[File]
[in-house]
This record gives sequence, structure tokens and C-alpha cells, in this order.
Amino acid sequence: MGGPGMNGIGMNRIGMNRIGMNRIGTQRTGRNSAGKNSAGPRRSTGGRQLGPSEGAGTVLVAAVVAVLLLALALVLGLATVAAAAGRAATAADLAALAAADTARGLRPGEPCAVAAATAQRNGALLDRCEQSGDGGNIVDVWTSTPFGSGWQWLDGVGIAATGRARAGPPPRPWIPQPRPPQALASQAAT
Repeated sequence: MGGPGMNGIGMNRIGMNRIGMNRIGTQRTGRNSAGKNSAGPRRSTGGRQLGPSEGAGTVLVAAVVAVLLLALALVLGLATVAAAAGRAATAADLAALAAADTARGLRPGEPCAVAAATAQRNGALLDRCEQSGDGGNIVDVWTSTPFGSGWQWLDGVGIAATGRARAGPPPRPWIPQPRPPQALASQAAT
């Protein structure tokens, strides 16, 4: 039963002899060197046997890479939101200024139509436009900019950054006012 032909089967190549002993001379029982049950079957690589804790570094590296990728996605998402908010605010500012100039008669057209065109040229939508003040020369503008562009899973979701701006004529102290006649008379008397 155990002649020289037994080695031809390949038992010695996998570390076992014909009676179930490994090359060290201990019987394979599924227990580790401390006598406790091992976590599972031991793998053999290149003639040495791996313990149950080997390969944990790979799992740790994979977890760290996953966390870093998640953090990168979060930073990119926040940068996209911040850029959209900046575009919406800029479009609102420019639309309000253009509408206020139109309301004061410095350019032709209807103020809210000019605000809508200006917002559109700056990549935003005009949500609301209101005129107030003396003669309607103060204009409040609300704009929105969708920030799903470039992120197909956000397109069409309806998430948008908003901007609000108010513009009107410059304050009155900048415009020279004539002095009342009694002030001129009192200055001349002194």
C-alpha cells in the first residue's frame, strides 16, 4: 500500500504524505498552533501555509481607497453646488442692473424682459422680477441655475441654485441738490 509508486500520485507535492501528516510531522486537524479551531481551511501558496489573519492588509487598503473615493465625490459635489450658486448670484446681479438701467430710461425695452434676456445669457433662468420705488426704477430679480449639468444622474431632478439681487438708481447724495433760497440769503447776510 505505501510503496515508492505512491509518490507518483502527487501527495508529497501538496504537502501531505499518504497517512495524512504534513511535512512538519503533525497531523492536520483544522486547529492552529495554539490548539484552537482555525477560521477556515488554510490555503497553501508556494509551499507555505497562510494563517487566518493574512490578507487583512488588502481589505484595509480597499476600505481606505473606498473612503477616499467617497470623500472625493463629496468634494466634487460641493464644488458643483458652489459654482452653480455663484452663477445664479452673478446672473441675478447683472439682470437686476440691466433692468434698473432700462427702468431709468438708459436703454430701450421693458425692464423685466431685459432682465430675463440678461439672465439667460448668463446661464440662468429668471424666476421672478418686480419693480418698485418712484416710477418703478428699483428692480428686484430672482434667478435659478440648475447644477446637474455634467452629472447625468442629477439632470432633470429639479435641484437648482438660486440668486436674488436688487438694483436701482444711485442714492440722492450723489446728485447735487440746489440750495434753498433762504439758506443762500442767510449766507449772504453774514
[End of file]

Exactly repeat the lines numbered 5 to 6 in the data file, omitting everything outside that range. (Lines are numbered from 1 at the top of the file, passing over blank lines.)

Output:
């Protein structure tokens, strides 16, 4: 039963002899060197046997890479939101200024139509436009900019950054006012 032909089967190549002993001379029982049950079957690589804790570094590296990728996605998402908010605010500012100039008669057209065109040229939508003040020369503008562009899973979701701006004529102290006649008379008397 155990002649020289037994080695031809390949038992010695996998570390076992014909009676179930490994090359060290201990019987394979599924227990580790401390006598406790091992976590599972031991793998053999290149003639040495791996313990149950080997390969944990790979799992740790994979977890760290996953966390870093998640953090990168979060930073990119926040940068996209911040850029959209900046575009919406800029479009609102420019639309309000253009509408206020139109309301004061410095350019032709209807103020809210000019605000809508200006917002559109700056990549935003005009949500609301209101005129107030003396003669309607103060204009409040609300704009929105969708920030799903470039992120197909956000397109069409309806998430948008908003901007609000108010513009009107410059304050009155900048415009020279004539002095009342009694002030001129009192200055001349002194």
C-alpha cells in the first residue's frame, strides 16, 4: 500500500504524505498552533501555509481607497453646488442692473424682459422680477441655475441654485441738490 509508486500520485507535492501528516510531522486537524479551531481551511501558496489573519492588509487598503473615493465625490459635489450658486448670484446681479438701467430710461425695452434676456445669457433662468420705488426704477430679480449639468444622474431632478439681487438708481447724495433760497440769503447776510 505505501510503496515508492505512491509518490507518483502527487501527495508529497501538496504537502501531505499518504497517512495524512504534513511535512512538519503533525497531523492536520483544522486547529492552529495554539490548539484552537482555525477560521477556515488554510490555503497553501508556494509551499507555505497562510494563517487566518493574512490578507487583512488588502481589505484595509480597499476600505481606505473606498473612503477616499467617497470623500472625493463629496468634494466634487460641493464644488458643483458652489459654482452653480455663484452663477445664479452673478446672473441675478447683472439682470437686476440691466433692468434698473432700462427702468431709468438708459436703454430701450421693458425692464423685466431685459432682465430675463440678461439672465439667460448668463446661464440662468429668471424666476421672478418686480419693480418698485418712484416710477418703478428699483428692480428686484430672482434667478435659478440648475447644477446637474455634467452629472447625468442629477439632470432633470429639479435641484437648482438660486440668486436674488436688487438694483436701482444711485442714492440722492450723489446728485447735487440746489440750495434753498433762504439758506443762500442767510449766507449772504453774514